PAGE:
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Global Temperature Report: June 2008

A La Nina Pacific Ocean cooling event continues to drive tropical and global temperatures: Globally, June 2008 was the coolest June since 1999.

Global trend since Nov. 16, 1978: +0.13 C per decade

June temperatures (preliminary):

Global composite temp.: -0.11 C (about 0.32 degrees Fahrenheit) below
20-year average for June.
Northern Hemisphere: 0.00 C (about 0.00° Fahrenheit) above 20-year average
for June.
Southern Hemisphere: -0.23 C (about 0.56 degrees Fahrenheit) below 20-year
average for June.
May temperatures (revised):
Global Composite: -0.18 C below 20-year average
Northern Hemisphere: -0.05 C below 20-year average
Southern Hemisphere: -0.31 C below 20-year average
(All temperature variations are based on a 20-year average (1979-1998) for
the month reported.)
Notes on data released July 7, 2008:
A La Nina Pacific Ocean cooling event continues to drive tropical and global
temperatures: Globally, June 2008 was the coolest June since 1999, according
to Dr. John Christy, director of the Earth System Science Center at The
University of Alabama in Huntsville.
While the La Nina is a tropical event, cool temperatures covered a large
portion of the globe. Among the past 30 Junes, June 2008 was the third
coldest south of the Antarctic Circle, fourth coolest in the Southern
Hemisphere and fifth coolest in the tropics.
The Antarctic continent saw its third coldest June in 30 years, with
temperatures averaging -1.53 C cooler than the seasonal norm. Portions of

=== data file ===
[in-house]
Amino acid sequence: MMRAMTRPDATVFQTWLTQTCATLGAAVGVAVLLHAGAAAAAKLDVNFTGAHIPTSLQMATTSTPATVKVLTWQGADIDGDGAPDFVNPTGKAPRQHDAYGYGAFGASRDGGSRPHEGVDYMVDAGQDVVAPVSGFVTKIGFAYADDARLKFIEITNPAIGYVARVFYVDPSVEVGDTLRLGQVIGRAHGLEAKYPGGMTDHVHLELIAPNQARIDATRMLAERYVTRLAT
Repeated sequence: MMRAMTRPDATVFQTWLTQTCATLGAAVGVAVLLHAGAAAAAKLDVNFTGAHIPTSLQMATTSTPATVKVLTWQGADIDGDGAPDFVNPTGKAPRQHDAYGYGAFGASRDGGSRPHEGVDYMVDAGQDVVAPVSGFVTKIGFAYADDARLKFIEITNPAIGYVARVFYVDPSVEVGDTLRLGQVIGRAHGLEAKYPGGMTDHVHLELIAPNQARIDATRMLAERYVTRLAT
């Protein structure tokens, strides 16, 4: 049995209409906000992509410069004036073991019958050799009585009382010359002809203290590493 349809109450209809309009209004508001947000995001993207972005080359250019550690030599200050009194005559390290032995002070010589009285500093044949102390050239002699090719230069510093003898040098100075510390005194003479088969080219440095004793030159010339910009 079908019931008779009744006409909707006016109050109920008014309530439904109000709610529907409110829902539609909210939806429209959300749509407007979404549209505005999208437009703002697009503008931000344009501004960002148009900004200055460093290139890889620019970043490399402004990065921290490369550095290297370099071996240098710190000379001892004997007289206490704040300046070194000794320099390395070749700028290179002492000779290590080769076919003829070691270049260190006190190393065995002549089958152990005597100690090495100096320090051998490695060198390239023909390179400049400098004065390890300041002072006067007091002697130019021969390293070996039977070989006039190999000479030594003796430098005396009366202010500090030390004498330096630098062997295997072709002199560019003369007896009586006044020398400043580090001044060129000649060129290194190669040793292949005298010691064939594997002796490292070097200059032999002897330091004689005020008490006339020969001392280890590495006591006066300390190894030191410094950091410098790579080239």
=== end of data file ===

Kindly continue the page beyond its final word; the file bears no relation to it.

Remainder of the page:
Anarctica south of Australia were as much as 5.5 C (9.9 degrees Fahrenehit)
colder than seasonal norms for the first month of winter.
While La Nina has caused global average temperatures to fall by more than
0.7 C (about 1.26 degrees F) since January 2007, June was only the eleventh
cooler than normal month since January 1999.
As part of an ongoing joint project between UAH, NOAA and NASA, Christy and
Dr. Roy Spencer, a principal research scientist in the ESSC, use data
gathered by microwave sounding units on NOAA and NASA satellites to get
accurate temperature readings for almost all regions of the Earth. This
includes remote desert, ocean and rain forest areas for which reliable
climate data are not otherwise available.
The satellite-based instruments measure the temperature of the atmosphere
from the surface up to an altitude of about eight kilometers above sea
Once the monthly temperature data is collected and processed, it is placed
in a "public" computer file for immediate access by atmospheric scientists
in the U.S. and abroad.
Neither Spencer nor Christy receives any research support or funding from
oil, coal or industrial companies or organizations, or from any private or
special interest groups. All of their climate research funding comes from
state and federal grants or contracts.
Dr. John Christy, UAH, (256) 961-7763
Dr. Roy Spencer, UAH, (256) 961-7960

University of Alabama Huntsville | Newswise Science News
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